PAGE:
The Washington Post is taking a proactive approach to digital display advertising issues with a new project that is set to fix bad code, while saving brands from code errors and cross-platform bugs in ad code. The Ad Performance and Safety Protocol (APSP) focuses on accidentally harmful ad behaviors to ensure a better user experience for all readers on The Post’s Classic iOS App.
Ad safety has become a major issue for publishers over the last few years. Most solutions that have approached the issue have done so with a fundamentally reactive mindset. The assumption is that the majority of ad problems experienced by users are malicious actors in the landscape. This approach is one that is needed, but it does make an incorrect assumption: that users’ bad experiences with ads are only found in malicious events.
While malicious events stand out to users and need to be secured, bad performing advertisements is a highly common experience users have with ads. The advertising technology landscape is filled with badly performant, slow, and malfunctioning advertisement code. While the largest impact this has is on slowing websites down, the issue became far more urgent for our Classic App when we determined users were experiencing two major problems at a high frequency. The first was a flaw in a common iOS package that was causing video to accidentally pop out of the ad frame. The second was a common script used to build ad animations that had a flaw causing an impact on iOS device performance. After testing and review, the iOS and RED teams at The Washington Post determined a fundamentally different approach was in order.
To supplement our existing anti-fraud and anti-malicious-ad measures, we needed a proactive approach that worked with ad code to alter it for better performance. The solution was the Ad Performance and Safety Protocol, a set of checks and responses that actively scanned ad code coming into the app and determined a way to increase ad performance and decrease cross-platform bugs that were causing a worse ad experience for users.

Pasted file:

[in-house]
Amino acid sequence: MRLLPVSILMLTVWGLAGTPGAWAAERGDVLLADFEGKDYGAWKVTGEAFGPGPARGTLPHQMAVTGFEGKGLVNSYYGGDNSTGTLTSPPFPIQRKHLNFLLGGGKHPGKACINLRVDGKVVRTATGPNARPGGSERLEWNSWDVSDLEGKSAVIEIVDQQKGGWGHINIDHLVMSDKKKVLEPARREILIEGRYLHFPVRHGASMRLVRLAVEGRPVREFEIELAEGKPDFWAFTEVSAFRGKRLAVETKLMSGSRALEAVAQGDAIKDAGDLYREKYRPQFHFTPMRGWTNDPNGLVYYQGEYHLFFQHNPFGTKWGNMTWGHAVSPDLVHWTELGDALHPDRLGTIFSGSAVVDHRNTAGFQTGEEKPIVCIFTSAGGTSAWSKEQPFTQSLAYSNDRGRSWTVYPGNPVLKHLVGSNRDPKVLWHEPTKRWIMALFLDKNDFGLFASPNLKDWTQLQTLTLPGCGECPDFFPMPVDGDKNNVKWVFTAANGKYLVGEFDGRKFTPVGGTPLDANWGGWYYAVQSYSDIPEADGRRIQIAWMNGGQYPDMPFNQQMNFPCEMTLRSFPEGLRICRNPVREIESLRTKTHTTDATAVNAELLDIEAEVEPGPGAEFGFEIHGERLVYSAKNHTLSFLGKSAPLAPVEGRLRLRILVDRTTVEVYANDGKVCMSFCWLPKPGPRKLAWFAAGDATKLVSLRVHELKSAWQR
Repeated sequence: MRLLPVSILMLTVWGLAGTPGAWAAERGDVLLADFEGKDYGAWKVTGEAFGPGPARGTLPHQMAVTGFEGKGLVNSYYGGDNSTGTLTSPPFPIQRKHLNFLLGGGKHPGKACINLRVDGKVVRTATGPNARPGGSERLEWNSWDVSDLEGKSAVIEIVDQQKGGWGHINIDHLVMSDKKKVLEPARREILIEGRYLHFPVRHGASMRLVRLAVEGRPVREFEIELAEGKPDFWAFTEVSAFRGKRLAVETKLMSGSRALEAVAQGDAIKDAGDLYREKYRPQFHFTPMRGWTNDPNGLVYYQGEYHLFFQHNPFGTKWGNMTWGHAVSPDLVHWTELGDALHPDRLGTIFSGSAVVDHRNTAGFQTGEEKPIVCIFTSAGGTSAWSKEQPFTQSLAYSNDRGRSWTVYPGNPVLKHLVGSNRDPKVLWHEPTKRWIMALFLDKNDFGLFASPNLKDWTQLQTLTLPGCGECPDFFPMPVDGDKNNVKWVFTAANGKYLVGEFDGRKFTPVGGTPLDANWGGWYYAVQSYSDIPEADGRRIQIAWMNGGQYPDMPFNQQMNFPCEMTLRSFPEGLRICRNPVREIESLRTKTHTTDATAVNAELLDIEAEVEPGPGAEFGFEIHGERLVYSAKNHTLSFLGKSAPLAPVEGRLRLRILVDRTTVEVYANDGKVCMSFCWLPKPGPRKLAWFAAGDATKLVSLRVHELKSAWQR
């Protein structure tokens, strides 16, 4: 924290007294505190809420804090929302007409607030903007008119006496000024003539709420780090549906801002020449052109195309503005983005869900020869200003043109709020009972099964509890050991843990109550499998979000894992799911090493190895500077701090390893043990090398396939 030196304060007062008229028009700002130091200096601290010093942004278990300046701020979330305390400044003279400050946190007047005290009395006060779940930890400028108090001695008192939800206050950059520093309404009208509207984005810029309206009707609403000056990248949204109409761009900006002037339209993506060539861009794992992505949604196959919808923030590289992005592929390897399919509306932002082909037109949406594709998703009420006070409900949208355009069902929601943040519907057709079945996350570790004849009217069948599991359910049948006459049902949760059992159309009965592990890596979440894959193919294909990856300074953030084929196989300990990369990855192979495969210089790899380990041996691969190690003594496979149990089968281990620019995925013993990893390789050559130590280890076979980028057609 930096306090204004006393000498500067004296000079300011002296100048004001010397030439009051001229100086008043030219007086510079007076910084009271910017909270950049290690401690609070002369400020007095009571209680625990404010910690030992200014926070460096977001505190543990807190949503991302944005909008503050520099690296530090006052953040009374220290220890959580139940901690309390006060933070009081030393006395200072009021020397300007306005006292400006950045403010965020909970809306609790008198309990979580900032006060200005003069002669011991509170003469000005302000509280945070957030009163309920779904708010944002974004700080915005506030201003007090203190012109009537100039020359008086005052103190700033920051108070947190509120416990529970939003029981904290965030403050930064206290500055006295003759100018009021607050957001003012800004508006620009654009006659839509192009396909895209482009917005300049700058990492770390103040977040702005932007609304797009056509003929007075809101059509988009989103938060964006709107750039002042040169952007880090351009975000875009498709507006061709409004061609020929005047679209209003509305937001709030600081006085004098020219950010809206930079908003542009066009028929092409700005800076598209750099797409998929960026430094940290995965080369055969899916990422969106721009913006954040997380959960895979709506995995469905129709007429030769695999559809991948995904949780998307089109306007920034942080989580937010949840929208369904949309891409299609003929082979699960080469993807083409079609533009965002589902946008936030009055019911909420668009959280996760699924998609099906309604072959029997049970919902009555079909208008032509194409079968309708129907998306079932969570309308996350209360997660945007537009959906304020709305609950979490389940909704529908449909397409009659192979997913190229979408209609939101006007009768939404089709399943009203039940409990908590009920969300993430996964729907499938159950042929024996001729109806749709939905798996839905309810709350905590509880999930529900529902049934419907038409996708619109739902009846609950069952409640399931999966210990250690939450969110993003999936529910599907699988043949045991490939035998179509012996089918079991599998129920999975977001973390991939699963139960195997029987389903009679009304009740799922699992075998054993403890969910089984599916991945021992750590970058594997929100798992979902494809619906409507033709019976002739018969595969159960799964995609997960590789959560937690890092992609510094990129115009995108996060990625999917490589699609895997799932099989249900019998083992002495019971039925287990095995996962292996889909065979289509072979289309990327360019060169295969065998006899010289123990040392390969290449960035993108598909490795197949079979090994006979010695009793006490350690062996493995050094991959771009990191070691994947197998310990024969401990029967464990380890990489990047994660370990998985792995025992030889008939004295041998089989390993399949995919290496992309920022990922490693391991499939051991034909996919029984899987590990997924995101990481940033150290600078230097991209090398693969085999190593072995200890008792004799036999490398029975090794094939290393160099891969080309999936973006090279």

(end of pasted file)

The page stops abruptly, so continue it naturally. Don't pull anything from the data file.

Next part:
Changes to HTML specification a few years ago encouraged developers to replace common gif-style animation with background video elements. These elements are intended to be part of the ad’s overall presentation but a bug in some of the underlying standard code used to display ads in iOS can cause these videos to ‘pop out’. This is not an experience we or users want and because the video is intended to be background animation it is usually unbranded and strange to users. We resolve this issue with proactive code insertion.
Additionally, a few very common ad scripts used by auto-generating design tools have issues we have diagnosed as causing infinite looping of code functions. These excessively overuse device CPU long after they have completed doing anything for the ad itself. APSP will stop these loops at the point we have decided to no longer allow any type of ad animation, when the scripts no longer have any use for the ad. This should have no impact on well-implemented analytics and viewability tools within the ads themselves.
We have deployed this solution successfully, intervening in ads that would otherwise have negatively impacted reader devices and improving system performance for over a third of ads displayed. The result is faster ads, a better user experience and a safer overall environment for Washington Post iOS users.
“Safety Key” by Got Credit is licensed with CC BY 2.0. To view a copy of this license, visit https://creativecommons.org/licenses/by/2.0/
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